Organisers of a protest rally against the escalating cost of ticket prices have accused Premier League clubs of “pure greed”.
An estimated 400-500 supporters from various clubs took part in a demonstration outside the competition's headquarters in London on the day fixtures for the 2013-14 season were published.
A delegation comprising representatives of fans' groups from Liverpool, Manchester United, Tottenham and Arsenal, as well as the Football Supporters Federation, also met with Premier League chief executive Richard Scudamore.
The aim was that the league would agree to help fans pressurise individual clubs into lowering prices.
The rally was organised by the Liverpool group Spirit of Shankly and their spokesman James McKenna said: "Supporters have begun to ask why they are paying £62 at Arsenal, why are they paying £50-plus to go to Man Utd, Chelsea or QPR.
"When do we draw the line in the sand? People have said enough's enough and we need to take this message to the Premier League.
"It has got out of hand. There is more money than ever coming into football clubs - there is this new TV deal bringing in so much money - but they are charging us more and more.
"Supporters are looking at this new TV deal, and stadium naming rights, shirt sponsors and kit manufacturers - hundreds of millions of pounds - and the prices are still going up and up.
"It's pure greed and supporters have had enough of it."
That increase in Premier League wealth is underlined by the three-year £5.5billion global TV rights deal which comes into effect from the start of next season.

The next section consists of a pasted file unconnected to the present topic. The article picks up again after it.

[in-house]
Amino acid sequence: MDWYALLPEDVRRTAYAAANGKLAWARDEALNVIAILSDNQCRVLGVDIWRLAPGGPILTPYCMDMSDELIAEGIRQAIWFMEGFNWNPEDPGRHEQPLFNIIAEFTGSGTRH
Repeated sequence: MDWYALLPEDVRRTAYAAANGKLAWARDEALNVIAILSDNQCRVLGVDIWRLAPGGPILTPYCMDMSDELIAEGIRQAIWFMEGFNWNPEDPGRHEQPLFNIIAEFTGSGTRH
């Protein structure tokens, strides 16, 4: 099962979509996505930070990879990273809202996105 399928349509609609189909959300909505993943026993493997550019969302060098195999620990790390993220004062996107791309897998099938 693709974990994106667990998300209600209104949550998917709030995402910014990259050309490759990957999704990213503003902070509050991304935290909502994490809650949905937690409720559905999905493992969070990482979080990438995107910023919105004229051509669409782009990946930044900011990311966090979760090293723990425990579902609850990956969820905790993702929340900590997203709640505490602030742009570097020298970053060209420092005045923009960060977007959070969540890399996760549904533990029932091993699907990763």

Calculations revealed by the FSF show that the increased revenue would be enough to cut the price of every ticket at every game in a season by £51.30.
"There is definitely room for manoeuvre there," said FSF chief executive Kevin Miles, who attended the meeting with Scudamore.
"As the meeting showed, even across the bitterest rivalries there is a common feeling on these issues."
Miles believes progress on the issue has been made following the discussions.
He said: "We got a response that was 'willing to listen'. They shared some of our concerns and agreed to ongoing dialogue to try to come up with some solutions.
"We regard this as the start of a process rather than the end.
"We have to make sure the clubs are left with similar clarity of the feelings on this issue."
The Premier League, who also described the meeting as "positive", has previously said it encourages "stretch pricing", where a range of prices are offered to ensure those with lower budgets are catered for.
A statement read: "While it is for individual clubs to set their ticket prices, we agreed with the group that we would further encourage stretch pricing at our clubs in order to make Premier League football available to a wide range of supporters."